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Photo by Kathleen Barry, United Methodist Communications

How to help your congregation cope with grief


By Tricia Brown

What do you teach when your congregation is grieving or suffering through a tragedy? What do you do when you or another church leader has just been diagnosed with cancer? How do you handle the overwhelming grief of losing a child within your congregation? How do you offer hope when you too are hurting?

Tragedy brings out a variety of emotions well beyond sadness. People who are suffering may express anger at themselves, at others, even at God. They may become despondent, and they may question or doubt everything, including their faith. These feelings may be difficult for them to express and difficult for you to understand.

In addition, the circumstances of a tragedy will affect how grief is processed. Dealing with loss from a natural disaster is very different than responding to violence. Coping with a loss involving children or helping children or youth cope with a crisis will be an even greater challenge. You may feel helpless, but you are not. While each situation is different, there are a variety of ways you can offer spiritual comfort and support during difficult times.

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Ministering to those who are experiencing the pain of death requires sensitivity. While there are common elements in grief, people recover from grief differently. Acknowledging the hurt and making your presence and prayers known is often more comfort than you might realize. Let your congregation, as well as grieving individuals, know that you are available and that you care.

  • Don’t remain silent. Communicating in a crisis can be difficult, but it’s important to say something, even it’s to admit that you don’t know what to say.
  • Recognize their pain; don’t try to diminish it or offer platitudes. You may even want to refresh yourself on grief care, things to say, and phrases to avoid.
  • Pray and educate yourself as best as possible on the specific situation before meeting with the people who are hurting, but never act as if you have all the answers.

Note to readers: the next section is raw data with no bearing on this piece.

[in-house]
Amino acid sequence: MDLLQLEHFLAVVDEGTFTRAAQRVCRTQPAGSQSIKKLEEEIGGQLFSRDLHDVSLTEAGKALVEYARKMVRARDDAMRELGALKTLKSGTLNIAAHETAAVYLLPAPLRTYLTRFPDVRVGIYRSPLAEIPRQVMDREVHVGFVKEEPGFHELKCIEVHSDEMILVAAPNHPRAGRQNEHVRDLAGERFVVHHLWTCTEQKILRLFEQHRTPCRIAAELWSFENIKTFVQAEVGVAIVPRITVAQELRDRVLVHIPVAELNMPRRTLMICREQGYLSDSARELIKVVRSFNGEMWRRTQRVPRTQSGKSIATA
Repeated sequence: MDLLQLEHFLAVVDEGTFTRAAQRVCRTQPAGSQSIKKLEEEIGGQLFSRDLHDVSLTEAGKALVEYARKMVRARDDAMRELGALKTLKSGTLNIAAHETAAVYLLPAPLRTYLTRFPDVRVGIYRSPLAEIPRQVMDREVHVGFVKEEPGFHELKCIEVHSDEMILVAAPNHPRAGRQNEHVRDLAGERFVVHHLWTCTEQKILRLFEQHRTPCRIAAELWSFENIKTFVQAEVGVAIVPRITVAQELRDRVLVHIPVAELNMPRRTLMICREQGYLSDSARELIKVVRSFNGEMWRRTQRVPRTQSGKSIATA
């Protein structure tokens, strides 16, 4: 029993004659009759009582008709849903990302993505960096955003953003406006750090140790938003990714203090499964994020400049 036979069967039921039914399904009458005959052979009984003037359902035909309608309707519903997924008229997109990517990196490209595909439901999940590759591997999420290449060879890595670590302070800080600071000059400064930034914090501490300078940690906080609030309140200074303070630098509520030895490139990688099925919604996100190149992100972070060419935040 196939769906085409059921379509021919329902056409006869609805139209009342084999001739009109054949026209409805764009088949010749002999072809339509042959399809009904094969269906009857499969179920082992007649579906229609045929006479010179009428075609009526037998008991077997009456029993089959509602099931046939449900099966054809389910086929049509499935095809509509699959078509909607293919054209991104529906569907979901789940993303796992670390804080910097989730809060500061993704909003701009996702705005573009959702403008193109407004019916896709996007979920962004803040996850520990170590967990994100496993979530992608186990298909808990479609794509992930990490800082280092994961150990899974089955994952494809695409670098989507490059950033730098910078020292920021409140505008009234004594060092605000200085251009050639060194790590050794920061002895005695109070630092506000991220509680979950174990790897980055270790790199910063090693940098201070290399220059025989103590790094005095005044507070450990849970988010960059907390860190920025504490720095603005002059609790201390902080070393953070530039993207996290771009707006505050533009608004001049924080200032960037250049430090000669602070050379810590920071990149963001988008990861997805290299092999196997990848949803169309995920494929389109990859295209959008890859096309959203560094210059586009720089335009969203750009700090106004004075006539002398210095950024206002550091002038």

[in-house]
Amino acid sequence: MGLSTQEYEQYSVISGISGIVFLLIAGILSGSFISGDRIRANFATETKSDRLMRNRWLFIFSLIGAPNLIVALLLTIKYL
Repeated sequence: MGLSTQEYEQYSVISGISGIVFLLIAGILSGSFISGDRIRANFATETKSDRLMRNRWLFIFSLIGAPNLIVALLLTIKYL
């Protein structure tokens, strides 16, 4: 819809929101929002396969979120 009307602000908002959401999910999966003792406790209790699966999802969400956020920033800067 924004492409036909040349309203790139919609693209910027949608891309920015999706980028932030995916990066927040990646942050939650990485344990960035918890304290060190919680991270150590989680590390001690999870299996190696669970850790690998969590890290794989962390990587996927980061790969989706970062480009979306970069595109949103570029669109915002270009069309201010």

• Cautiously acknowledge your own emotions. Your congregation already knows you’re human. You don’t have to pretend to be otherwise. However, your grief should in no way detract or interfere with those who have been most affected by the loss.
  • Don’t hide from taboo topics in the church. Being the bearer of bad news is never a pleasant task, but you need to speak from the pulpit about situations that affect the congregation as a whole. Follow these 10 steps to breaking bad news to your congregation.
  • Encourage your congregation to draw strength from each other and to offer a helping hand with the physical needs (finances, transportation, childcare, meals, house cleaning and yard care) of those who are grieving.
  • Be patient with those who feel broken by grief, and don’t forget about them after the initial crisis has passed. There is no one timetable for recovery; everyone takes a different amount of time to come to terms with loss.
  • Listen to them talk about their loved ones or talk about what they have lost. Listen to them relive the story of their diagnosis, disaster or experience. It’s not always easy to listen, but it’s an important part of their recovery; they need someone to hear.

Grief is hard. There is no easy, one-size-fits-all answer on how to cope with it or comfort those who are grieving. But no matter how difficult the situation, the worst thing you can do is pretend that the pain isn’t there. In trying to avoid an uncomfortable situation, you can unintentionally make others feel ignored or rejected when they are most in need.

Here are some additional tips to avoid overlooking those in need.

Remember that you can’t (nor should you try to) make the hurt go away. You can’t take away the problem. You can’t bring back what they have lost.

Your role is to be there with them, to pray for them, and to remind them of John Wesley’s words, “The best of all is, God is with us.” The knowledge that God is with us, through the good and the bad, is, after all, the greatest comfort you can give.

Tricia Brown

Tricia Brown has been a freelance writer and editor for more than twenty years, ghost-writing and editing for individuals as well as for health, education and religious organizations. She enjoys reading, writing and public speaking commitments in which she teaches and encourages other women.